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Young v. Graham

United States District Court, N.D. New York

March 27, 2017

PETER YOUNG, Plaintiff,
v.
GRAHAM, Superintendent; BROWER; SGT. CHANDLER; OFFICER CASLER; HEATH; OFFICER FAGEN; VASILE; and BRIAN FISCHER, Defendants.

          PETER YOUNG Plaintiff pro se

          OFFICE OF THE NEW YORK AIMEE M. PAQUETTE, AAG STATE ATTORNEY GENERAL Syracuse Regional Office Attorneys for Defendants

          MEMORANDUM-DECISION AND ORDER

          Mae A. D'Agostino, U.S. District Judge

         I. INTRODUCTION

         Pro se Plaintiff Peter Young, formerly an inmate in the custody of the New York State Department of Corrections and Community Supervision, commenced this civil rights action pursuant to 42 U.S.C. § 1983 on September 13, 2012, asserting claims arising out of his confinement at Auburn Correctional Facility ("Auburn C.F."). See Dkt. No. 1. After the Court dismissed the original complaint on initial review, Plaintiff timely filed an amended complaint. See Dkt. Nos. 26 & 30. Following initial review of the amended complaint, the Court found that the following claims survived initial review and required a response: (1) First Amendment retaliation claim against Defendants Fischer, Graham, Brower, Chandler, Casler, Heath, and Fagen; (2) First Amendment legal mail interference claim against Defendants Fischer, Graham, Chandler, Casler, and Heath; (3) First Amendment denial of access to the court claim against Defendants Graham, Chandler, Casler, and Heath; (4) Eighth Amendment conditions of confinement claim against Defendants Fischer, Brower, and Chandler; (5) Eighth Amendment excessive force claim against Defendants Fischer, Graham, and Vasile; (6) Fourteenth Amendment forced medical care claim against Defendant Graham; and (7) Fourteenth Amendment deprivation of personal property claim against Defendant Graham. See Dkt. No. 44 at 29-30.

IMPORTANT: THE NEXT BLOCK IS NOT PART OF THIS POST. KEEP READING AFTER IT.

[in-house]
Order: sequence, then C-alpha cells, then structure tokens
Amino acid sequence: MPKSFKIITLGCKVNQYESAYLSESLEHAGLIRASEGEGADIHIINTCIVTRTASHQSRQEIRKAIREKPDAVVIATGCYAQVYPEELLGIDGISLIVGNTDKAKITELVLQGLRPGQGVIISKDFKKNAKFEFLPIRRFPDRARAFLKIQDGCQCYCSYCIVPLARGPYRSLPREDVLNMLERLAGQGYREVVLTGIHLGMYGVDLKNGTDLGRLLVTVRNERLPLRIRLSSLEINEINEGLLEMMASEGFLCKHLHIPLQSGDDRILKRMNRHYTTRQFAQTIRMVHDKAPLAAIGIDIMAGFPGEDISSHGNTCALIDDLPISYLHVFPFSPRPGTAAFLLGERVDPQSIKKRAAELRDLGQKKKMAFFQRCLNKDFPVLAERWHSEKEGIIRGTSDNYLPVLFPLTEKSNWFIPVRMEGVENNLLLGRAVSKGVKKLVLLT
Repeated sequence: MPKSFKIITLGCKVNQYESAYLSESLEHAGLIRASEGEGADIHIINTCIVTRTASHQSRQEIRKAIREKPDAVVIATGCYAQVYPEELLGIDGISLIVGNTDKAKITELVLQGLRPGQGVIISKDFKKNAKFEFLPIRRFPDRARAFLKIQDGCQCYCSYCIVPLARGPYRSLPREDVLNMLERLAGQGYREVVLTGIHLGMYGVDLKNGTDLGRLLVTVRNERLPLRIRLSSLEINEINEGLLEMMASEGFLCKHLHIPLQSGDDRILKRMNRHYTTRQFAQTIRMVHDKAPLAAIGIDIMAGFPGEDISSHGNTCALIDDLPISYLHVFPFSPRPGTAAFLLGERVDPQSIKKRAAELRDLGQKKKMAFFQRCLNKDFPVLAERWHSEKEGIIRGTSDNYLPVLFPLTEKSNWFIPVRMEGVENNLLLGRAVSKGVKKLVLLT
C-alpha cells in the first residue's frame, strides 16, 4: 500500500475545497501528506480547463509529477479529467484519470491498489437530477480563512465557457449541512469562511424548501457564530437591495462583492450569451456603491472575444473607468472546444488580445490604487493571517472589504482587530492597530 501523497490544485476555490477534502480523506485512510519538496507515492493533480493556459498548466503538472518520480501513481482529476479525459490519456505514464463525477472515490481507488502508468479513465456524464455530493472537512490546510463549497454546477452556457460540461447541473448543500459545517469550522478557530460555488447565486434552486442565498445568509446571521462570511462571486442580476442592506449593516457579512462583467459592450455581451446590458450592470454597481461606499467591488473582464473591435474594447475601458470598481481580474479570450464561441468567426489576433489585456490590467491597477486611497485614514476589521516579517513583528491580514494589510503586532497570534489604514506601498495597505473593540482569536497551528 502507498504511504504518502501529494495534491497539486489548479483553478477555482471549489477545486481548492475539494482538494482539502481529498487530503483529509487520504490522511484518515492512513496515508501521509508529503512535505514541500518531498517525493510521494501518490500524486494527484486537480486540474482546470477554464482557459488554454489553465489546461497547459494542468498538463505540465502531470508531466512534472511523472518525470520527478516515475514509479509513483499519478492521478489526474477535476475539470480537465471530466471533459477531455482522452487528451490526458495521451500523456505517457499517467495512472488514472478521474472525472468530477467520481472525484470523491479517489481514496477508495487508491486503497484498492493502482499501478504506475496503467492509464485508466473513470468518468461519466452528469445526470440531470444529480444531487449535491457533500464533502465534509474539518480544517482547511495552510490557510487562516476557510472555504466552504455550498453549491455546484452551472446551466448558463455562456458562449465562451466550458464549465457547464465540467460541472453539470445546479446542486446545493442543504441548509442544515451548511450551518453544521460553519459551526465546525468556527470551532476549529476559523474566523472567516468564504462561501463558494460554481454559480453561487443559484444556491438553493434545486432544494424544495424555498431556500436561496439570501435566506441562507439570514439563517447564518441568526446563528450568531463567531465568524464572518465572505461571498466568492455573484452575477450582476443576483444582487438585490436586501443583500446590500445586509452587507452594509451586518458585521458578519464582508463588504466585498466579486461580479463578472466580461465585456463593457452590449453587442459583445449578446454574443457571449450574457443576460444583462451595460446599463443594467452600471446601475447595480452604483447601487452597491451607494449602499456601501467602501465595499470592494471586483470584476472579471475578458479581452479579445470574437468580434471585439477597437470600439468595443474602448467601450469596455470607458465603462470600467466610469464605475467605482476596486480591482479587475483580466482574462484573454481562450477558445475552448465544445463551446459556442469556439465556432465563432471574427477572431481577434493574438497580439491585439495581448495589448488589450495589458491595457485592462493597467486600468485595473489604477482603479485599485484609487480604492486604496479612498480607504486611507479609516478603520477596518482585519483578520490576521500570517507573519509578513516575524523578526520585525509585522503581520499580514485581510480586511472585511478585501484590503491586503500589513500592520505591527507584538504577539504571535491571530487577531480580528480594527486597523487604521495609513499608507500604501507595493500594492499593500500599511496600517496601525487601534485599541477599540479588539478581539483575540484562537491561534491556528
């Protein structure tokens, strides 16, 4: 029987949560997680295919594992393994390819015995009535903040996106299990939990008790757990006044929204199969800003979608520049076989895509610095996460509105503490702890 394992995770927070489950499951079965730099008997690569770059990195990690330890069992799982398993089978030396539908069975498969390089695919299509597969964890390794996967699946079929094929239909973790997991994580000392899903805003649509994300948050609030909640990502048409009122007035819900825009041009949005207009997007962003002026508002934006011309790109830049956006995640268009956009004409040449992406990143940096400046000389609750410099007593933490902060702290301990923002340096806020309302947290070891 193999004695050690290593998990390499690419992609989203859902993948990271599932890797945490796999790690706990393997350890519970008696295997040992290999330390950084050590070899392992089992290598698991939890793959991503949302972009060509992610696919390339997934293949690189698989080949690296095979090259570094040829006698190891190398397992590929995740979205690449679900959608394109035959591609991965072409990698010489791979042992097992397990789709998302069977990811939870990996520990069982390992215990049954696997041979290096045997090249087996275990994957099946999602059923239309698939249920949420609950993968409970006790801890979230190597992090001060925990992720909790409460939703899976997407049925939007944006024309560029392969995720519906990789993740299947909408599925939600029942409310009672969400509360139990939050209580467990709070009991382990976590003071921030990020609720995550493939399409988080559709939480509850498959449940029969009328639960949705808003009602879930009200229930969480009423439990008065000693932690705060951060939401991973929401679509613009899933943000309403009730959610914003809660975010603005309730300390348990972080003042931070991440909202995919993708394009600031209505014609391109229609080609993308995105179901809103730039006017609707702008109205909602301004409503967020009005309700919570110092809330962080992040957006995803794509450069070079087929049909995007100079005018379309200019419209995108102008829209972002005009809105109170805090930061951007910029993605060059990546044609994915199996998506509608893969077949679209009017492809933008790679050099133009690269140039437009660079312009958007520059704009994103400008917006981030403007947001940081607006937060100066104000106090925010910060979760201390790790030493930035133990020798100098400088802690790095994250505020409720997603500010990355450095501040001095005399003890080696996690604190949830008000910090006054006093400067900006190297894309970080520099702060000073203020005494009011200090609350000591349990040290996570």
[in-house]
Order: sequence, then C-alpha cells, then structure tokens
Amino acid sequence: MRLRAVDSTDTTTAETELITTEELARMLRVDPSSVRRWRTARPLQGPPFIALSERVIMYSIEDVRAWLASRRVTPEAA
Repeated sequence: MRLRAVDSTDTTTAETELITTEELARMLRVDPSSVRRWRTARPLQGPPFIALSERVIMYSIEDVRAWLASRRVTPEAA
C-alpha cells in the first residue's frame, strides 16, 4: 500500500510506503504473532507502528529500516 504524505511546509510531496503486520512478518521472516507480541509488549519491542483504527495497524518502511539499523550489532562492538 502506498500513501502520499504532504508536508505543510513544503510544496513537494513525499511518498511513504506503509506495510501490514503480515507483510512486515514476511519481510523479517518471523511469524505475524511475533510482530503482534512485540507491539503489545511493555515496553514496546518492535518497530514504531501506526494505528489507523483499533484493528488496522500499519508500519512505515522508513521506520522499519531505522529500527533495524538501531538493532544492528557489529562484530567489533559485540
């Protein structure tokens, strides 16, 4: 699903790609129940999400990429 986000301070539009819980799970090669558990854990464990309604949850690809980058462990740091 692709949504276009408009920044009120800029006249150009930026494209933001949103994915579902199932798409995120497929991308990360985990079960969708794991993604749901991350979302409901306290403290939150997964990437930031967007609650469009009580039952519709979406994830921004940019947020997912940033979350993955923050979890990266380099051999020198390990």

On June 3, 2016, Defendants filed a motion for summary judgment, arguing that Plaintiff's claims are meritless and that Plaintiff has failed to establish the personal involvement of Defendants Fischer, Graham, Chandler, and Vasile. See Dkt. No. 139. In an Order and Report-Recommendation dated March 6, 2017, Magistrate Judge Dancks recommended that the Court grant in part and deny in part Defendants' motion. See Dkt. No. 154. Specifically, Magistrate Judge Dancks recommended that the Court grant Defendants' motion for summary judgment as to all claims with the exception of the Eighth Amendment conditions of confinement claim against Defendants Chandler and Brower, and the Eighth Amendment excessive force and failure to intervene claim against Defendants Graham, Vasile, Brower, Heath, and Casler. See Id. at 36.

         II. BACKGROUND

         Since neither party objected to Magistrate Judge Dancks' recitation of the relevant background facts, and because it is consistent with the record, the Court adopts the factual background set forth in Magistrate Judge Dancks' Order and Report-Recommendation. See Dkt. No. 154 at 3-7.

         III. DISCUSSION

         A. Standard

         A court may grant a motion for summary judgment only if it determines that there is no genuine issue of material fact to be tried and that the facts as to which there is no such issue warrant judgment for the movant as a matter of law. See Chambers v. TRM Copy Ctrs. Corp., 43 F.3d 29, 36 (2d Cir. 1994) (citations omitted). When analyzing a summary judgment motion, the court "cannot try issues of fact; it can only determine whether there are issues to be tried." Id. at 36-37 (quotation and other citation omitted). Moreover, it is well-settled that a party opposing a motion for summary judgment may not simply rely on the assertions in its pleadings. See Celotex Corp. v. Catrett, 477 U.S. 317, 324 (1986) (quoting Fed.R.Civ.P. 56(c) (e)).